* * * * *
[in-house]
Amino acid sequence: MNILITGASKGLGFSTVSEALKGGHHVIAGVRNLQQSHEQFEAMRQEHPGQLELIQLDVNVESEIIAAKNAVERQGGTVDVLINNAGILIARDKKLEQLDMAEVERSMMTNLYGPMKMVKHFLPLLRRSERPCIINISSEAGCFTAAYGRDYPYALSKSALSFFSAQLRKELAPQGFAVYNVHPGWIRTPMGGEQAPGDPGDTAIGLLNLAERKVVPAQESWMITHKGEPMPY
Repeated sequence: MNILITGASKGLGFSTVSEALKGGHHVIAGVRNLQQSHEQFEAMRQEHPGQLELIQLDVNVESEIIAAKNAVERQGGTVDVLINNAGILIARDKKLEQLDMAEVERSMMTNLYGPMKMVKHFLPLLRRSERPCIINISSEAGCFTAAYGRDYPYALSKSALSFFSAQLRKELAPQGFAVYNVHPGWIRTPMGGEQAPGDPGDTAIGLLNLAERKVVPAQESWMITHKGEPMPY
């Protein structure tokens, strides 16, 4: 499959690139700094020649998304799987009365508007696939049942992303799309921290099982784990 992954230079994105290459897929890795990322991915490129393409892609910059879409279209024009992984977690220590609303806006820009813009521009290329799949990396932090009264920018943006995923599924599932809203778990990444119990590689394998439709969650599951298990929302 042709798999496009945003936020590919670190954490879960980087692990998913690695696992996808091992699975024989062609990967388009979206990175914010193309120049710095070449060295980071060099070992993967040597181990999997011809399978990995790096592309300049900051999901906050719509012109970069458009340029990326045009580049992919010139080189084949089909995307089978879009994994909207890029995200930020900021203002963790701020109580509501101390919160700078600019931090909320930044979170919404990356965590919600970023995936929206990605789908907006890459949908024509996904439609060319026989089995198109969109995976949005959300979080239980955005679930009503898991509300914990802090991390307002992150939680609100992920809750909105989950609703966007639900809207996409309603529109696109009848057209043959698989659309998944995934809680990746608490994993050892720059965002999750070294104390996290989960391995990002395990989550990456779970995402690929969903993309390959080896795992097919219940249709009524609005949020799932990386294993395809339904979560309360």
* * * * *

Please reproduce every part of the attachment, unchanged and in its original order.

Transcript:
[in-house]
Amino acid sequence: MNILITGASKGLGFSTVSEALKGGHHVIAGVRNLQQSHEQFEAMRQEHPGQLELIQLDVNVESEIIAAKNAVERQGGTVDVLINNAGILIARDKKLEQLDMAEVERSMMTNLYGPMKMVKHFLPLLRRSERPCIINISSEAGCFTAAYGRDYPYALSKSALSFFSAQLRKELAPQGFAVYNVHPGWIRTPMGGEQAPGDPGDTAIGLLNLAERKVVPAQESWMITHKGEPMPY
Repeated sequence: MNILITGASKGLGFSTVSEALKGGHHVIAGVRNLQQSHEQFEAMRQEHPGQLELIQLDVNVESEIIAAKNAVERQGGTVDVLINNAGILIARDKKLEQLDMAEVERSMMTNLYGPMKMVKHFLPLLRRSERPCIINISSEAGCFTAAYGRDYPYALSKSALSFFSAQLRKELAPQGFAVYNVHPGWIRTPMGGEQAPGDPGDTAIGLLNLAERKVVPAQESWMITHKGEPMPY
């Protein structure tokens, strides 16, 4: 499959690139700094020649998304799987009365508007696939049942992303799309921290099982784990 992954230079994105290459897929890795990322991915490129393409892609910059879409279209024009992984977690220590609303806006820009813009521009290329799949990396932090009264920018943006995923599924599932809203778990990444119990590689394998439709969650599951298990929302 042709798999496009945003936020590919670190954490879960980087692990998913690695696992996808091992699975024989062609990967388009979206990175914010193309120049710095070449060295980071060099070992993967040597181990999997011809399978990995790096592309300049900051999901906050719509012109970069458009340029990326045009580049992919010139080189084949089909995307089978879009994994909207890029995200930020900021203002963790701020109580509501101390919160700078600019931090909320930044979170919404990356965590919600970023995936929206990605789908907006890459949908024509996904439609060319026989089995198109969109995976949005959300979080239980955005679930009503898991509300914990802090991390307002992150939680609100992920809750909105989950609703966007639900809207996409309603529109696109009848057209043959698989659309998944995934809680990746608490994993050892720059965002999750070294104390996290989960391995990002395990989550990456779970995402690929969903993309390959080896795992097919219940249709009524609005949020799932990386294993395809339904979560309360």